NEW DELHI (AFP) — Indian police on Sunday said they had arrested three more suspected militants over a series of bombings across the country that have left more than 140 people dead.
The police said the three men belonged to the Indian Mujahideen, which has claimed responsibility for the blasts in several cities including attacks in New Delhi on September 13.
Two of the three men were among those who had planted bombs in the Indian capital, killing 22 people and injuring about 100, police said. Five bombs exploded while three were defused.
The latest arrests take to five the number of suspects held since Friday's gun battle with police in a Muslim-dominated district of New Delhi, in which two suspects were shot dead.
Two alleged guerrillas escaped and one police officer was killed during the raid.
One of the slain militants -- an Indian Mujahideen leader named only as Atif -- was plotting to stage 20 blasts in New Delhi's busy Nehru Place business district, Deputy Police Commissioner H.G. Dhaliwal told reporters.
"Atif was diabolical as he would celebrate after every serial blast that his boys staged in India and on the days where there were no attacks he would scan newspapers and say 'there's no good news happening'," Dhaliwal said.
"Atif even cross-questioned the bombers who caused minimum casualties," Dhaliwal said, citing confessions of the three men arrested earlier Sunday.
He said one of the arrested men, Mohammad Shakeel, a 24-year-old university economics student, had casually eaten an ice cream before planting his deadly bomb in a packed Delhi electronics market.
Another of the men was a business school student who planted a bomb near the India Gate war memorial in the heart of the capital. It did not go off.
"The third suspect is the caretaker of the building where the gun battle took place and he is the father of a terrorist who planted another of the Delhi bombs," police spokesman Rajan Bhagat said.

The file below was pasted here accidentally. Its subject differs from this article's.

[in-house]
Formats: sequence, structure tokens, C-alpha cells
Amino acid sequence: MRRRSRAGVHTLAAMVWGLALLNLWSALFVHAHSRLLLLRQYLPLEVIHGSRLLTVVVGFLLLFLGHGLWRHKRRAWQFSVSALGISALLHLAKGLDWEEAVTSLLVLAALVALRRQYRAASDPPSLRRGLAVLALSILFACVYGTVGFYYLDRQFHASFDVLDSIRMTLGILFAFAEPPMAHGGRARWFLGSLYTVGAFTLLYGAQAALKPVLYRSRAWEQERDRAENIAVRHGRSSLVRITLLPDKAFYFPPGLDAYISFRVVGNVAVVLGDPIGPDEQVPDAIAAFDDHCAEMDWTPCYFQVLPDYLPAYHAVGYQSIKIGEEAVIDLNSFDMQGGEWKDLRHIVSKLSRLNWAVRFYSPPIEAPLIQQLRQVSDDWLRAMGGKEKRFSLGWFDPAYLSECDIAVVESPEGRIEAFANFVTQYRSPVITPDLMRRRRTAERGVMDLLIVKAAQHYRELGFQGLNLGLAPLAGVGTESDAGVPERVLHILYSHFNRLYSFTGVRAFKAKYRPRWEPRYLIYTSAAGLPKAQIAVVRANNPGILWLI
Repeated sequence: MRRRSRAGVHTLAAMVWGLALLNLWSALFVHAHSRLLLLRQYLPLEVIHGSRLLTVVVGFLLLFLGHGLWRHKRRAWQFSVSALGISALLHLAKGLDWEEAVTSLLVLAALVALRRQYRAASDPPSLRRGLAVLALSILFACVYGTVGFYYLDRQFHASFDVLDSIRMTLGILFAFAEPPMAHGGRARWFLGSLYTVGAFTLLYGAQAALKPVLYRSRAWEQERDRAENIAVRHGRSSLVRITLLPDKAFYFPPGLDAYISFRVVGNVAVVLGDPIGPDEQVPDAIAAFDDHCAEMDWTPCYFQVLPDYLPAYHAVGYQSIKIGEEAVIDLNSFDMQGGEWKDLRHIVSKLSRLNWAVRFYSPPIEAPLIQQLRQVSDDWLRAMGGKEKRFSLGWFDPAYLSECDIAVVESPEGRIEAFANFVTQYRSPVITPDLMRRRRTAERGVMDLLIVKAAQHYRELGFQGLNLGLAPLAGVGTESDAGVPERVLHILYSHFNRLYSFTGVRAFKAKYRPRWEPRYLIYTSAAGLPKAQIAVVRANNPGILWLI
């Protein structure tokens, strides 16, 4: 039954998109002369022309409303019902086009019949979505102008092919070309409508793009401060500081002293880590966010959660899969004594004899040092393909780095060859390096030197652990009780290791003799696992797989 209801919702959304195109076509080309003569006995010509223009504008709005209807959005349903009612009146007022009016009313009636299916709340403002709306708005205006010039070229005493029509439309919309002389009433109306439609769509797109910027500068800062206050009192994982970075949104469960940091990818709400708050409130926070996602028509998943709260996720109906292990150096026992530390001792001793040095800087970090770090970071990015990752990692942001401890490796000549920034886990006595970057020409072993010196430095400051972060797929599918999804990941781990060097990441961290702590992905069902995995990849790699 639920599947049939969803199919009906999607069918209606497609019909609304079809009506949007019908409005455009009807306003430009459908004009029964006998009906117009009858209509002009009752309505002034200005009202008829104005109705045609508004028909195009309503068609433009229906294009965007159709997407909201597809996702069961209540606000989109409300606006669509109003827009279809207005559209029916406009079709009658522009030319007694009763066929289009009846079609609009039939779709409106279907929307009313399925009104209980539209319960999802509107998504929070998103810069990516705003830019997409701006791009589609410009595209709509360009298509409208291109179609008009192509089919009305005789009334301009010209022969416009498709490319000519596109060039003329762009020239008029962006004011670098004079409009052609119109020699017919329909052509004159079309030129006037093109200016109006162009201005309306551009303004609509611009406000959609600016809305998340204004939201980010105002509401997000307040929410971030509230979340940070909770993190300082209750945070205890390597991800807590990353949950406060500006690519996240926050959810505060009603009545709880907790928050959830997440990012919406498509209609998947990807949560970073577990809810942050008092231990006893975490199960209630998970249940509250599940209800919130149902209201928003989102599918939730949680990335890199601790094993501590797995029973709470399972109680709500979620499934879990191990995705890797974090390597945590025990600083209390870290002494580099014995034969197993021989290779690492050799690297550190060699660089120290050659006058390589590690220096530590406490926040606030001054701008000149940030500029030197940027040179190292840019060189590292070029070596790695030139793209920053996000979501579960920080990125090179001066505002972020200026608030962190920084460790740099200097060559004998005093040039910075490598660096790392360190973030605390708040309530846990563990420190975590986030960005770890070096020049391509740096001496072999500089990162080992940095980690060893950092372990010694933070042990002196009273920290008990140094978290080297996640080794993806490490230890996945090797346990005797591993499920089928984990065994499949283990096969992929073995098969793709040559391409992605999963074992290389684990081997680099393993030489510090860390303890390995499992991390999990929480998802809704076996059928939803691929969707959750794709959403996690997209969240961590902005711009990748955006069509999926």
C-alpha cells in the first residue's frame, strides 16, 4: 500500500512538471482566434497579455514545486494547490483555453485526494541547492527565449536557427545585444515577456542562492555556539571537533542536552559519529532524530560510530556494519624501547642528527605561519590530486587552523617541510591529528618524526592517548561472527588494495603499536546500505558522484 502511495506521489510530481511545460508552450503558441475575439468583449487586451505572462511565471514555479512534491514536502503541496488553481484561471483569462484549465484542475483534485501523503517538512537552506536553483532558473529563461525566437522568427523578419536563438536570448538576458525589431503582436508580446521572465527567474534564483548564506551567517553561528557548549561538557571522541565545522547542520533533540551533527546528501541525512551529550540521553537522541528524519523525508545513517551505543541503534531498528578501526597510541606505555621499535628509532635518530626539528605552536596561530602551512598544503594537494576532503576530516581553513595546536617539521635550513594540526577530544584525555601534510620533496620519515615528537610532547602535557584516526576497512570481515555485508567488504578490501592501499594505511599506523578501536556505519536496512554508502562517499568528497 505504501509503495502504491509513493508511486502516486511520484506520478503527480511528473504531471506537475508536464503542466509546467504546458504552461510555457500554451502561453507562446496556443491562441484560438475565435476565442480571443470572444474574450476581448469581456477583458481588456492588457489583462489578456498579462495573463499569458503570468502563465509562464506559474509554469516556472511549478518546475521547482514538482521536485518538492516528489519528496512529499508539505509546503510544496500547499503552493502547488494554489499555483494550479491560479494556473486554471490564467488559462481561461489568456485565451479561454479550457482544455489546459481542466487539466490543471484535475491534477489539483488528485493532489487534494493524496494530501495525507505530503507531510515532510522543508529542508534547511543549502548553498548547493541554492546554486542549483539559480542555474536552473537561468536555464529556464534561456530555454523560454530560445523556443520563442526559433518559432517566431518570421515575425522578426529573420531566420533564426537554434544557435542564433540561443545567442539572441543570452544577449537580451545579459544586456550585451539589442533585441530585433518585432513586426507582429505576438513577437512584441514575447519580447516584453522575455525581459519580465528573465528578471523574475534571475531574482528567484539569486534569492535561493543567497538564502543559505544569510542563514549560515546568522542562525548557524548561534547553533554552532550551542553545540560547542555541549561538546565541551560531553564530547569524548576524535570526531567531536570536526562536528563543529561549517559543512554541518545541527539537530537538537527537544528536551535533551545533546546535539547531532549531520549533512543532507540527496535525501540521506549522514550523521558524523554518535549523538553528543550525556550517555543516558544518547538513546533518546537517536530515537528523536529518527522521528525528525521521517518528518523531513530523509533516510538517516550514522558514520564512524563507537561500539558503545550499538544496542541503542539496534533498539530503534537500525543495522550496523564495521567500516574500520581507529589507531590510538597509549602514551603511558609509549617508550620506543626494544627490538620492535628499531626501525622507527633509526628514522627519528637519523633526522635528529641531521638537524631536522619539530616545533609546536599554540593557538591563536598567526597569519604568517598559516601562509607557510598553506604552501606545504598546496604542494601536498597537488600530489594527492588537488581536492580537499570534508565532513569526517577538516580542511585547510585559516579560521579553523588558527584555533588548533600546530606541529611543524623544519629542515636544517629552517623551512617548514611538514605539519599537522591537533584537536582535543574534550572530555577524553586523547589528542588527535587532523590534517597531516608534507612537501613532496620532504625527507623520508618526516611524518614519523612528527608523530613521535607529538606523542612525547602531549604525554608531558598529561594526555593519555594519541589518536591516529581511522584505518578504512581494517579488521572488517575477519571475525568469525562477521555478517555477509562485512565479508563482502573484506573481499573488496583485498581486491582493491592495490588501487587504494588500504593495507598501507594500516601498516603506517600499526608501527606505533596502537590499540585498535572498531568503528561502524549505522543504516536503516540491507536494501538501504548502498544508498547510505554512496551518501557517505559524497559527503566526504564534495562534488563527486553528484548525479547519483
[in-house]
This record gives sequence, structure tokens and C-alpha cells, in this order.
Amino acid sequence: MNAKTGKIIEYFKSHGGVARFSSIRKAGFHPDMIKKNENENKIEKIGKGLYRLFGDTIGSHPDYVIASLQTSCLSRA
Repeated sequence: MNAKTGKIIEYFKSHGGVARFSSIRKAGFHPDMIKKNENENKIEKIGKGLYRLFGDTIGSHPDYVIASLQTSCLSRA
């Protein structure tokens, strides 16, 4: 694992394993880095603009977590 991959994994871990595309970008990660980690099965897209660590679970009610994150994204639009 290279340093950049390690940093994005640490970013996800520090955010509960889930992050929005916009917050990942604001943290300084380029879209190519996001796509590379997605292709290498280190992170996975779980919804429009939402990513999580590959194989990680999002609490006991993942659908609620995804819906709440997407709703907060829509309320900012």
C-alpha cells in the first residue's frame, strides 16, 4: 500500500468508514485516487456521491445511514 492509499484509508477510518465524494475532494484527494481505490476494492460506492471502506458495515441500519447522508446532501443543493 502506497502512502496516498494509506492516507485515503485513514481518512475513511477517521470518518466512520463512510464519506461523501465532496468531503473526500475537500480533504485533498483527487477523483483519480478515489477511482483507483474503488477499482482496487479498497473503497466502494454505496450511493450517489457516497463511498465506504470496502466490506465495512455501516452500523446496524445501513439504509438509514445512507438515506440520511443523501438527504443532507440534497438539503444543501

The Indian Mujahideen first came to public attention last November following serial blasts in Uttar Pradesh in which at least 13 people died.
The shadowy outfit said it was also responsible for a string of five bomb blasts in July in the western city of Ahmedabad that killed 45 people.
The group sent an email to media outlets after blasts in May in the tourist city of Jaipur that left 63 dead. In the email it announced it had launched an "open war" against India for supporting the United States.
Delhi anti-terrorism chief Karnal Singh meanwhile accused Pakistan's spy agency, the Inter-Services Intelligence (ISI), of using Indian nationals to disguise its part in serial bombings in India.
If a Pakistani national is caught "then internationally the ISI faces problems and so they changed their strategy and the agency now has begun involving more Indian nationals in such attacks," Singh told reporters.
Pakistan-based militant group Lashkar-e-Taiba angrily denied involvement in the bombings, saying it only targeted Indian troops in Kashmir.
"It is a propaganda to discredit us," spokesman Abdullah Ghaznavi told AFP.
The Delhi shootout came a day after the government unveiled security measures to tackle what Prime Minister Manmohan Singh said were "vast gaps" in intelligence gathering.
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